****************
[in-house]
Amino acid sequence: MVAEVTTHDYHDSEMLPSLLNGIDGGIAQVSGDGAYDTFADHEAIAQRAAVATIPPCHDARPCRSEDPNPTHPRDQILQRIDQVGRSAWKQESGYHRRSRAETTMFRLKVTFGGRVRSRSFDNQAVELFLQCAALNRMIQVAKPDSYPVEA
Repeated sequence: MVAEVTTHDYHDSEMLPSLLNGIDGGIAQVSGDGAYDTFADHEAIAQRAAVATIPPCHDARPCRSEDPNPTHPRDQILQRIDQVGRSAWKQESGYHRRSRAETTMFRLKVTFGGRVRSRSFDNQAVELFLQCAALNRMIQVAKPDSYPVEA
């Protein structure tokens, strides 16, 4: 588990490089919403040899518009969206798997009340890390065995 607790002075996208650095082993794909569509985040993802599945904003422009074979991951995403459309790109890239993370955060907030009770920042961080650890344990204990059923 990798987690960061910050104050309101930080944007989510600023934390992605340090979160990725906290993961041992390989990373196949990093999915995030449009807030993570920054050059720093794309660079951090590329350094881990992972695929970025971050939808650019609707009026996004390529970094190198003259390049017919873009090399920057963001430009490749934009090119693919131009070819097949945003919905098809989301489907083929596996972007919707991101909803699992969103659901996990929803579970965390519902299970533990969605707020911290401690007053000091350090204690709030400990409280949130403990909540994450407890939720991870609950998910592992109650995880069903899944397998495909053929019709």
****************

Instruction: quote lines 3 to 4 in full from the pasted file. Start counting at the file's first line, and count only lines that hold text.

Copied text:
Repeated sequence: MVAEVTTHDYHDSEMLPSLLNGIDGGIAQVSGDGAYDTFADHEAIAQRAAVATIPPCHDARPCRSEDPNPTHPRDQILQRIDQVGRSAWKQESGYHRRSRAETTMFRLKVTFGGRVRSRSFDNQAVELFLQCAALNRMIQVAKPDSYPVEA
């Protein structure tokens, strides 16, 4: 588990490089919403040899518009969206798997009340890390065995 607790002075996208650095082993794909569509985040993802599945904003422009074979991951995403459309790109890239993370955060907030009770920042961080650890344990204990059923 990798987690960061910050104050309101930080944007989510600023934390992605340090979160990725906290993961041992390989990373196949990093999915995030449009807030993570920054050059720093794309660079951090590329350094881990992972695929970025971050939808650019609707009026996004390529970094190198003259390049017919873009090399920057963001430009490749934009090119693919131009070819097949945003919905098809989301489907083929596996972007919707991101909803699992969103659901996990929803579970965390519902299970533990969605707020911290401690007053000091350090204690709030400990409280949130403990909540994450407890939720991870609950998910592992109650995880069903899944397998495909053929019709």